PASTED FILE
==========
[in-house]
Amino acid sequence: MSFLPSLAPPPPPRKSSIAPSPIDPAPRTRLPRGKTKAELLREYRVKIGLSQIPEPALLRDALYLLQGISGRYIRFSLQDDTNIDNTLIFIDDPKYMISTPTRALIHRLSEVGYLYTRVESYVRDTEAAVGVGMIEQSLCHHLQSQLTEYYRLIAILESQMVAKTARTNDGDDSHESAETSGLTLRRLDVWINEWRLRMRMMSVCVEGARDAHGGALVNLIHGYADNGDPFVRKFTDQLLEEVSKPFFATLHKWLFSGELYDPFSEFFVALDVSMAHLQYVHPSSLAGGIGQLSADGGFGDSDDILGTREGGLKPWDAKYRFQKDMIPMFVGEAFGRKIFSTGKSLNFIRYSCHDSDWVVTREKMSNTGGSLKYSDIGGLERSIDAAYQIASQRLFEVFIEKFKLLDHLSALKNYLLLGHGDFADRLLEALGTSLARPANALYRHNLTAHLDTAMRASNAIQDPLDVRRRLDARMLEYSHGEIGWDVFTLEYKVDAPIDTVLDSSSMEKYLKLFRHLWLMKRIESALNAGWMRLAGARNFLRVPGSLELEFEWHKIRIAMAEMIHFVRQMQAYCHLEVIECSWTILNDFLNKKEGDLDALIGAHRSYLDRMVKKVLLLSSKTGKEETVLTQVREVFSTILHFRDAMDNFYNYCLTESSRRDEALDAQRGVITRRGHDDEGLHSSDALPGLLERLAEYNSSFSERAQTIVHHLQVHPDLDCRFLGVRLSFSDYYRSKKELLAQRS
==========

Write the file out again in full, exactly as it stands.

[in-house]
Amino acid sequence: MSFLPSLAPPPPPRKSSIAPSPIDPAPRTRLPRGKTKAELLREYRVKIGLSQIPEPALLRDALYLLQGISGRYIRFSLQDDTNIDNTLIFIDDPKYMISTPTRALIHRLSEVGYLYTRVESYVRDTEAAVGVGMIEQSLCHHLQSQLTEYYRLIAILESQMVAKTARTNDGDDSHESAETSGLTLRRLDVWINEWRLRMRMMSVCVEGARDAHGGALVNLIHGYADNGDPFVRKFTDQLLEEVSKPFFATLHKWLFSGELYDPFSEFFVALDVSMAHLQYVHPSSLAGGIGQLSADGGFGDSDDILGTREGGLKPWDAKYRFQKDMIPMFVGEAFGRKIFSTGKSLNFIRYSCHDSDWVVTREKMSNTGGSLKYSDIGGLERSIDAAYQIASQRLFEVFIEKFKLLDHLSALKNYLLLGHGDFADRLLEALGTSLARPANALYRHNLTAHLDTAMRASNAIQDPLDVRRRLDARMLEYSHGEIGWDVFTLEYKVDAPIDTVLDSSSMEKYLKLFRHLWLMKRIESALNAGWMRLAGARNFLRVPGSLELEFEWHKIRIAMAEMIHFVRQMQAYCHLEVIECSWTILNDFLNKKEGDLDALIGAHRSYLDRMVKKVLLLSSKTGKEETVLTQVREVFSTILHFRDAMDNFYNYCLTESSRRDEALDAQRGVITRRGHDDEGLHSSDALPGLLERLAEYNSSFSERAQTIVHHLQVHPDLDCRFLGVRLSFSDYYRSKKELLAQRS